This page lists features, hacks and nuances, which might be handy, or non-obvious, or both.
While playback, Helio may sometimes draw red or yellow vertical warning lines:
These are the clipping and oversaturation warning markers:
red lines indicate problematic regions with clipping sound,
yellow warning lines will appear in the areas where the perceived loudness (a.k.a. the root mean square loudness) is way lower than the peak loudness, which is considered
harmfulunhealthy: in my setup it typically means that I have some redundant duplicate notes at the same place.
One quick way to switch between the current editing mode and the canvas panning mode is holding the
Dragging with the right mouse button does similar thing, but it will also switch to another track, if clicked on any semi-transparent note.
Space key, then click-and-drag over the timeline to measure time between two points at the timeline:
Space and clicking at the timeline is something I call “sound probe”, which is supposed to give an idea of what notes are playing at the given point:
Click-and-drag at the timeline while holding any modifier key (
Shift) to select all notes or clips in some time range:
It’s possible to use the mouse wheel when dragging the velocity ramping tool to control how it blends with the original notes’ velocities. The main use case for that is fine-tuning the dynamics:
Resize a group of notes proportionally by holding
Shift to drag-and-copy notes in the piano roll, clips in the pattern roll, key/time signatures and annotations at the timeline:
Shift or any modifier key to change the behaviour of the pen tool when adding notes. By default, the newly added note is edited in the transpose-and-resize mode. Alternatively, it’s the drag mode, more familiar:
A couple of display options are available to provide a visual cue. They are toggled either in the navigation panel, or via hotkeys (
H by default).
The first one is for displaying the note name guides:
Another one highlights the in-scale keys of the key signatures that are added at the timeline. If you prefer C Major coloring in the piano roll, just turn it off:
The audio monitor view and the project mini-map view will toggle different modes on click or tap.
The audio monitor switches between the simple spectrogram mode and the waveform mode. The mini map is stretched either to fit all project, or to fit some fixed duration into the display area box.
By double-clicking on a row in the piano roll, you invoke the chord tool:
It pick the current key signature from the timeline to know what scale and root key to use to generate chords. Hence the main limitation of this tool: it can only generate chords that are easy to define with in-scale keys.
It can be dragged around by the center node — kinda helpful if you clicked the wrong row or position.
Since it depends on the harmonic context, it will do nothing when placed on the out-of-scale note (the grey row). It might be a good idea to make sure the scales highlighting is enabled to avoid confusion.
Another tool for experiments and prototyping is the quick rescale menu: once you right-click on any key signature at the timeline, you can choose another scale, into which all the tracks will be translated. This affects all notes of all tracks up to the next key signature (or the very end of the project).
This example shows rescaling, along with some undo/redo to see the difference:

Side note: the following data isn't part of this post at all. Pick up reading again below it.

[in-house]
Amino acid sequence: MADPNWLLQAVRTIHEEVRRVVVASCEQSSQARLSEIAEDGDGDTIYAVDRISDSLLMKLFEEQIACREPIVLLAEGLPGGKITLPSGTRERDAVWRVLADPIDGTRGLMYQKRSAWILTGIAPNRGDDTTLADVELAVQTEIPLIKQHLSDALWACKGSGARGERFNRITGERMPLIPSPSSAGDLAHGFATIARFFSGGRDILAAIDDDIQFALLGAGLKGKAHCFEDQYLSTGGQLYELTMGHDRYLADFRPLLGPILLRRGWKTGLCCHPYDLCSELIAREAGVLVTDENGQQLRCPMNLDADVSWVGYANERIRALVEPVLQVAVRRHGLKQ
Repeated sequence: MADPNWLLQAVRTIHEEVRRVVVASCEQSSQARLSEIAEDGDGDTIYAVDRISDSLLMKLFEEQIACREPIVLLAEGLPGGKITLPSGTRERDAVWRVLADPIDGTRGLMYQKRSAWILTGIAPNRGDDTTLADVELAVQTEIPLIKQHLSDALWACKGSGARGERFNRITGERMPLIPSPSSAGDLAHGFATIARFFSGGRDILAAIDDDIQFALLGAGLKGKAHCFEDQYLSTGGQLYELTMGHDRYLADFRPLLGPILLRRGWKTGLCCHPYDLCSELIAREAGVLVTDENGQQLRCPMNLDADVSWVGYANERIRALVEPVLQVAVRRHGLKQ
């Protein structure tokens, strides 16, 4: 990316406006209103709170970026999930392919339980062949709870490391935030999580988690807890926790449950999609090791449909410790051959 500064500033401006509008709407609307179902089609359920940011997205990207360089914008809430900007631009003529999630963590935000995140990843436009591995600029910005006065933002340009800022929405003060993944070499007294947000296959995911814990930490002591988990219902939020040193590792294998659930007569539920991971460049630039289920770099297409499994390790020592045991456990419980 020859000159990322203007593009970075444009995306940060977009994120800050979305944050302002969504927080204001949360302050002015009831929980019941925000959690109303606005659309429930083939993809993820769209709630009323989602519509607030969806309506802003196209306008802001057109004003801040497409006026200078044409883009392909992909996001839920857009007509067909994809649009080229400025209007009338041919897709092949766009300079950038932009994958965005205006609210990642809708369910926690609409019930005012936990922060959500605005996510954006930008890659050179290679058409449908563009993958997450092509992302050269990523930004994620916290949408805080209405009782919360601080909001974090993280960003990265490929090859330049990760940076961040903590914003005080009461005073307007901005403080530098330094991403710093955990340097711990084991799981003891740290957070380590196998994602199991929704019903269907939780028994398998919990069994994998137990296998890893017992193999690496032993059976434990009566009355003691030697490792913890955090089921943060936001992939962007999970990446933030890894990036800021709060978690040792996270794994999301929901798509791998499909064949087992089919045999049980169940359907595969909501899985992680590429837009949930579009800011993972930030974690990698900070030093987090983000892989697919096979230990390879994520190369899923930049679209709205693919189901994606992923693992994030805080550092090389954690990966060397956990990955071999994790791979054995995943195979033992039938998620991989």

As well as the chord tool, this tool assumes that the harmonic context is specified correctly. In this example, the first section is marked as D Dorian, and all the notes in that section are in the key. Any out-of-scale notes will be left in their places.
In my workflow, I’m often adding new tracks with a knife tool: even though there’s a normal way to add an empty track via project menu, or duplicate a track, I often end up having added some sketches in different places of a single sequence, and then, after switching to the pattern mode I see that they represent different parts, and can be cut into different tracks:
In the example above, two split tracks remain on the same row because the tracks are grouped by name, and the knife tool keeps the track name the same. Pattern roll can also group tracks by color, or by instrument, or by track id — yet grouping by name works better for me.
So, the segments on one row might be either different tracks, or they also might be several instances (or “clips”) of the same track. Instances always share the same notes, and have the same name and color, but they can be slightly modified: have different position, key shift or volume multiplier, which is mainly meant for prototyping:
Note that when you select an item in the pattern roll, all its instances are highlighted with a dashed header: this helps to tell where are the “instances”, and where are other tracks of the same name or color on the same row.
Track grouping also affects MIDI export: all segments on one row will be exported as one track in the resulting MIDI file.
This command palette control is inspired by ‘Goto Anywhere’ in Sublime Text or ‘Locator’ in QT Creator, and is meant for quick access to the commands available for the current context, and things like projects and timeline events.
Control + P hotkeys by default:
Besides just commands, it supports several modes, which are triggered by typing a certain symbol. This symbol also acts as a hotkey to show the command palette in that mode:
/is for the project list,
@is for the timeline events list + tracks list,
!is for the chord compiler, which deserves a separate description:
One of the modes of that command palette allows to generate chords based on the the chord name decoding rules. This tool is not aware of any of the key signatures present at the timeline, all the chord’s notes are inferred from the given description.
! and start typing a chord description, or pick some of the suggestions it provides: